Trump administration sued over phone searches at U.S. borders
By Dustin Volz
WASHINGTON (Reuters) – The Trump administration has engaged in an unconstitutional practice of searching without a warrant the phones and laptops of Americans who are stopped at the border, a lawsuit filed on Wednesday alleged.
Ten U.S. citizens and one lawful permanent resident sued the Department of Homeland Security in federal court, saying the searches and prolonged confiscation of their electronic devices violate privacy and free speech protections of the U.S. Constitution.
DHS could not be immediately reached for comment.
The lawsuit comes as the number of searches of electronic devices has surged in recent years, alarming civil rights advocates.
U.S. Customs and Border Patrol reported in April that searches increased from 8,500 in fiscal year 2015 to about 19,000 in fiscal year 2016. The agency has conducted nearly 15,000 in the first half of fiscal year 2017.
The suit, filed in a U.S. District Court in Massachusetts, is being brought by travelers including a military veteran, a NASA engineer, two journalists and a computer programmer. The Electronic Frontier Foundation and the American Civil Liberties Union, who are representing the travelers, said that several of the plaintiffs are Muslim or minorities.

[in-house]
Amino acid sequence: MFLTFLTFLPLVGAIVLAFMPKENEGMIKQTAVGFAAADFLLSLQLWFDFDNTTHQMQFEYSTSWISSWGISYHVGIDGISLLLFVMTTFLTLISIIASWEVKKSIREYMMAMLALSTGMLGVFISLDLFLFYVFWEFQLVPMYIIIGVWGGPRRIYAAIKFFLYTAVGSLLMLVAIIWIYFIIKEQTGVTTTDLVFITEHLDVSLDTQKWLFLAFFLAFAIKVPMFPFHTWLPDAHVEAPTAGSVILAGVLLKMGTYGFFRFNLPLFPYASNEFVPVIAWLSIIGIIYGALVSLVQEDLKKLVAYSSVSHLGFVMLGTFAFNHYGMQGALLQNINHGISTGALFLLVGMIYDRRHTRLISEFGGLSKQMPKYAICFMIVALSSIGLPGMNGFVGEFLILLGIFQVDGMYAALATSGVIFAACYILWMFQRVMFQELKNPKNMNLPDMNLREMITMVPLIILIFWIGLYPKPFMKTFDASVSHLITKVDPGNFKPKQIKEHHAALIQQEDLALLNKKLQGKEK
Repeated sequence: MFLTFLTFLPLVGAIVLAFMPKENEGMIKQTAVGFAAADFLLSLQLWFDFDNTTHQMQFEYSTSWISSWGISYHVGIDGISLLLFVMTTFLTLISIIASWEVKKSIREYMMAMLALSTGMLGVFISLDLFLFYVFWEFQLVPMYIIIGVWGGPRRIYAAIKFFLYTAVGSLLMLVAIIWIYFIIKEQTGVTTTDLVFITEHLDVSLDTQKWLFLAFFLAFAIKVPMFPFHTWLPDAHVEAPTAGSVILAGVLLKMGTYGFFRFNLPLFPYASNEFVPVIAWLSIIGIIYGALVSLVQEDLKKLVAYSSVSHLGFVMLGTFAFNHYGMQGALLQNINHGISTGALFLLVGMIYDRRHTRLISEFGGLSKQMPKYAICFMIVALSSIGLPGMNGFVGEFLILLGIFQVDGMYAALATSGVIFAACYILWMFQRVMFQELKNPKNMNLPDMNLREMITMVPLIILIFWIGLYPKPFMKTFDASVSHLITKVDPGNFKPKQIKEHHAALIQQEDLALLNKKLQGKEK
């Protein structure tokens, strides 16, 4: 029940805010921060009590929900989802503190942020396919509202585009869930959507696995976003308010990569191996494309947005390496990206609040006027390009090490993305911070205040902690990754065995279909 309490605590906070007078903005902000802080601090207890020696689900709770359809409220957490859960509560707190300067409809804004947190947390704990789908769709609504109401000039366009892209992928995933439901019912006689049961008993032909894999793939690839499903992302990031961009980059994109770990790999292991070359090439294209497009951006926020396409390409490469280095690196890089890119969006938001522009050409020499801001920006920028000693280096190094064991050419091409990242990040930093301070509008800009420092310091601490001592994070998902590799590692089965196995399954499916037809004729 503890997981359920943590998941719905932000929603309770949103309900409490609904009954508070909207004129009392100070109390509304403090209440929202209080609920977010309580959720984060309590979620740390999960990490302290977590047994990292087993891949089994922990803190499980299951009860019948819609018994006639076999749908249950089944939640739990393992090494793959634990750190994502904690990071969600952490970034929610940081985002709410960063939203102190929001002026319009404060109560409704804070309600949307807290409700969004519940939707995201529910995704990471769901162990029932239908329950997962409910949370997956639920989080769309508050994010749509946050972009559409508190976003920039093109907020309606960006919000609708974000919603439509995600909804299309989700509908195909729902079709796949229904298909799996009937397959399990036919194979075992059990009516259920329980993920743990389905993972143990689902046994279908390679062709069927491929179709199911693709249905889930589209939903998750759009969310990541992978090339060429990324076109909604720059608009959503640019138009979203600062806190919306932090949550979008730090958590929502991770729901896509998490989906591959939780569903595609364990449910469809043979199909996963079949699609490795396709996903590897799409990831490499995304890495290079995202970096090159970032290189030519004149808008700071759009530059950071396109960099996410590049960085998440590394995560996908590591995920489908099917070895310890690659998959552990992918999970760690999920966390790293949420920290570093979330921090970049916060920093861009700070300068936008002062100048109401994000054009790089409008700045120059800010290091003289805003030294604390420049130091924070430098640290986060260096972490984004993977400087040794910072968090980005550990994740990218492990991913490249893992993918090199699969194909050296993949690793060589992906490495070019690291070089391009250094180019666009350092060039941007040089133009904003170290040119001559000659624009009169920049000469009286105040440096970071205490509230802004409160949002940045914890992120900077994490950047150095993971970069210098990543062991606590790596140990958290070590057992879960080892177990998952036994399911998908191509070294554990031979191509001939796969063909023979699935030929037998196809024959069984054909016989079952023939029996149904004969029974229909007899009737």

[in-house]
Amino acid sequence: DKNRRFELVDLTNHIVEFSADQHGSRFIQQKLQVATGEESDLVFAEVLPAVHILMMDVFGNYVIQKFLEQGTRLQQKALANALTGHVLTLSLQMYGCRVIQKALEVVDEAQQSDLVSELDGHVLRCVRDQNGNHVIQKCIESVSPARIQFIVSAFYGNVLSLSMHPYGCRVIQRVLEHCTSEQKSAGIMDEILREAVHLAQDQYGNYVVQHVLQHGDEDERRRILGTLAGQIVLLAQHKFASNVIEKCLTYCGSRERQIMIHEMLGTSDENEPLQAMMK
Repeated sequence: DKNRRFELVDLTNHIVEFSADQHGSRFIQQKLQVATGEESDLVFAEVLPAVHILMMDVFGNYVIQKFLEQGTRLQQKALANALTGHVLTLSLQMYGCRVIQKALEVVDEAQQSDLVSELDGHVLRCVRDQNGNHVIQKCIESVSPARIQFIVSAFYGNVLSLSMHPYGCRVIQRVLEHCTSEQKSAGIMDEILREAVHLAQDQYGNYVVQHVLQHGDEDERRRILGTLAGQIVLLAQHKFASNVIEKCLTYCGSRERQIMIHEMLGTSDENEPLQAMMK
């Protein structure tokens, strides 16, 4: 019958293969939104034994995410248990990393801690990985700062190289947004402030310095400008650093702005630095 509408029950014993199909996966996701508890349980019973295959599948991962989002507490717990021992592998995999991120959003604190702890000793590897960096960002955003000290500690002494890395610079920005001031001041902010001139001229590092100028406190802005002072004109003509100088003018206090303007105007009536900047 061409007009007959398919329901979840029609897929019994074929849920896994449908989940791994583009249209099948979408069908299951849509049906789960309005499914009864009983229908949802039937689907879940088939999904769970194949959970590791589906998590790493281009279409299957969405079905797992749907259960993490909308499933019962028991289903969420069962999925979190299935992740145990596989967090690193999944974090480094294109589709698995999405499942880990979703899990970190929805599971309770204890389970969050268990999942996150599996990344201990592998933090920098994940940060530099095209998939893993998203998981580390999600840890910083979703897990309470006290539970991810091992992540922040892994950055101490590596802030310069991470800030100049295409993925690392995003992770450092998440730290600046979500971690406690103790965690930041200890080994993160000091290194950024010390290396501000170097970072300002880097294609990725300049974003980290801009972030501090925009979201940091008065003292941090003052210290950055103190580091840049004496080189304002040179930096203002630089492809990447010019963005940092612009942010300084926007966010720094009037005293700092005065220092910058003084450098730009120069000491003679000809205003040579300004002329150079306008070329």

Suhaib Allababidi, a U.S. citizen who lives in Texas and a plaintiff in the case, said in an interview that he was stopped by Customs and Border Patrol on Jan. 21 at the Dallas airport after returning from a business trip to Dubai.
Allababidi said he declined to unlock his personal phone for the officers after allowing them to search his separate business phone.
The officers confiscated both his phones, Allababidi said, and returned his business phone to him two months later. The government has still not returned his personal phone after more than seven months, he said.
“You are left in the dark with no answers,” Allababidi said. “Will I get my phone back, did I do anything wrong? … They took my phone, and that’s all I know.”
Generally, U.S. law enforcement is required to obtain a warrant before it can search an American’s electronic devices.
But a so-called border search exception allows federal authorities to conduct searches within 100 miles (160 km) of a U.S. border without a warrant.
In April, Democratic Senator Ron Wyden and Republican Senator Rand Paul introduced legislation that would require a warrant before federal agents search devices at the border that belong to a U.S. citizen or permanent resident, except in some emergency circumstances.
Reporting by Dustin Volz; Editing by Cynthia Osterman